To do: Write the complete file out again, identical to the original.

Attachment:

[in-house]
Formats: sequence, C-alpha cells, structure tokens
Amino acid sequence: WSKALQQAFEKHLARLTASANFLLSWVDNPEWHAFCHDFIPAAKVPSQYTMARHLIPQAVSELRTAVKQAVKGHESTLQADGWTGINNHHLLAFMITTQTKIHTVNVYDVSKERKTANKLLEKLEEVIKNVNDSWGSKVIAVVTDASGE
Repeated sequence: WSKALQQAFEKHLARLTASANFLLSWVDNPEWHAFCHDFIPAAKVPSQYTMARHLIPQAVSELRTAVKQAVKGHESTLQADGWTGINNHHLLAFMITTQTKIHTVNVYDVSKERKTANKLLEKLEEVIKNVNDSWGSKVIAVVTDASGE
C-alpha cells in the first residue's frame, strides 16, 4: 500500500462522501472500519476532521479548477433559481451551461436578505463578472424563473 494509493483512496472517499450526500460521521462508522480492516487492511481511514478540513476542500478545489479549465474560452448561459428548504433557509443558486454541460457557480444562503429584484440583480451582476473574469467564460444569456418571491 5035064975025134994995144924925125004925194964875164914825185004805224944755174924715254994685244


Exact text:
[in-house]
Formats: sequence, C-alpha cells, structure tokens
Amino acid sequence: WSKALQQAFEKHLARLTASANFLLSWVDNPEWHAFCHDFIPAAKVPSQYTMARHLIPQAVSELRTAVKQAVKGHESTLQADGWTGINNHHLLAFMITTQTKIHTVNVYDVSKERKTANKLLEKLEEVIKNVNDSWGSKVIAVVTDASGE
Repeated sequence: WSKALQQAFEKHLARLTASANFLLSWVDNPEWHAFCHDFIPAAKVPSQYTMARHLIPQAVSELRTAVKQAVKGHESTLQADGWTGINNHHLLAFMITTQTKIHTVNVYDVSKERKTANKLLEKLEEVIKNVNDSWGSKVIAVVTDASGE
C-alpha cells in the first residue's frame, strides 16, 4: 500500500462522501472500519476532521479548477433559481451551461436578505463578472424563473 494509493483512496472517499450526500460521521462508522480492516487492511481511514478540513476542500478545489479549465474560452448561459428548504433557509443558486454541460457557480444562503429584484440583480451582476473574469467564460444569456418571491 5035064975025134994995144924925125004925194964875164914825185004805224944755174924715254994685244